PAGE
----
He indicated that an IPO with an international element was still in the company’s plans. “There are a lot of venues to list in other than the Kingdom, for sure,” he said.

Sources close to the plans said however that the deadline for a listing on a New York stock market was pressing, and if Aramco did not announce its plans soon it could be too late to float shares on a US exchange this year. A listing in London, where the regulations are lighter, would still be possible.

However, a two-stage IPO — first on the Riyadh stock exchange, the Tadawul, with a commitment to New York or London later — was still an option under consideration, the person said.

Aramco has been gauging investor sentiment in a series of meetings this year with investing institutions. A major topic of interest is the level dividend Aramco will pay investors when it is listed.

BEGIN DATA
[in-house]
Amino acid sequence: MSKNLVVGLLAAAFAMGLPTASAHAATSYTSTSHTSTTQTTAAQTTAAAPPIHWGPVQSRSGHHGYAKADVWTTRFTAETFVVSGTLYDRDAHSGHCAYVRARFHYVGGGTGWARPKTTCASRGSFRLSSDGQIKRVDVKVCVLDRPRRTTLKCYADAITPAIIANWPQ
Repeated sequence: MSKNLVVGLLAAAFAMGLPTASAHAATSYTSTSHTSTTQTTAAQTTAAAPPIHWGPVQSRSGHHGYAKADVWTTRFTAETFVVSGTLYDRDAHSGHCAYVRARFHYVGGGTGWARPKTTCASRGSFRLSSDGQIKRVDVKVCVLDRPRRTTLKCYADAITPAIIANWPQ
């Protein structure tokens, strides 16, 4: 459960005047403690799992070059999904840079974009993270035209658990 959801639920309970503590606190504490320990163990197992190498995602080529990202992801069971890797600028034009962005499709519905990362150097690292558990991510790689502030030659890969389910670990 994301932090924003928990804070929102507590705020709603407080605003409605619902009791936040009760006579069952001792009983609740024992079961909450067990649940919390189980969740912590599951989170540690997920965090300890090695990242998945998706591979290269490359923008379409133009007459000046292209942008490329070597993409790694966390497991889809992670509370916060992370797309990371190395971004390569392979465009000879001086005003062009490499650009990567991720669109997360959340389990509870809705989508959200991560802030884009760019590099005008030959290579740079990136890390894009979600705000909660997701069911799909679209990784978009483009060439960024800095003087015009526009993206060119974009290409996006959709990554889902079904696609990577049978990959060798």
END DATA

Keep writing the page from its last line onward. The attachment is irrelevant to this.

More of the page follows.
Nasser told Bloomberg that Aramco was considering a dividend comparable with the 6 percent yield that some big independent oil companies pay investors. “We will be competing with the best for sure,” he said. Potential investors would be informed of dividend plans on the roadshow, he added.

Gulf stocks extend losses on tanker attacks

Updated 17 June 2019

Gulf stocks extend losses on tanker attacks

  • Cautious mood among investors as fears of military confrontation rise

DUBAI: Stock markets in the Gulf extended losses on Sunday reflecting a cautious mood among investors following last week’s oil tanker attacks. 

The attacks on the tankers in the Gulf of Oman on Thursday raised fears of a military confrontation in a vital shipping route for global oil supply and heightened tensions between Iran and the US, which have been in a standoff over Iran’s nuclear program.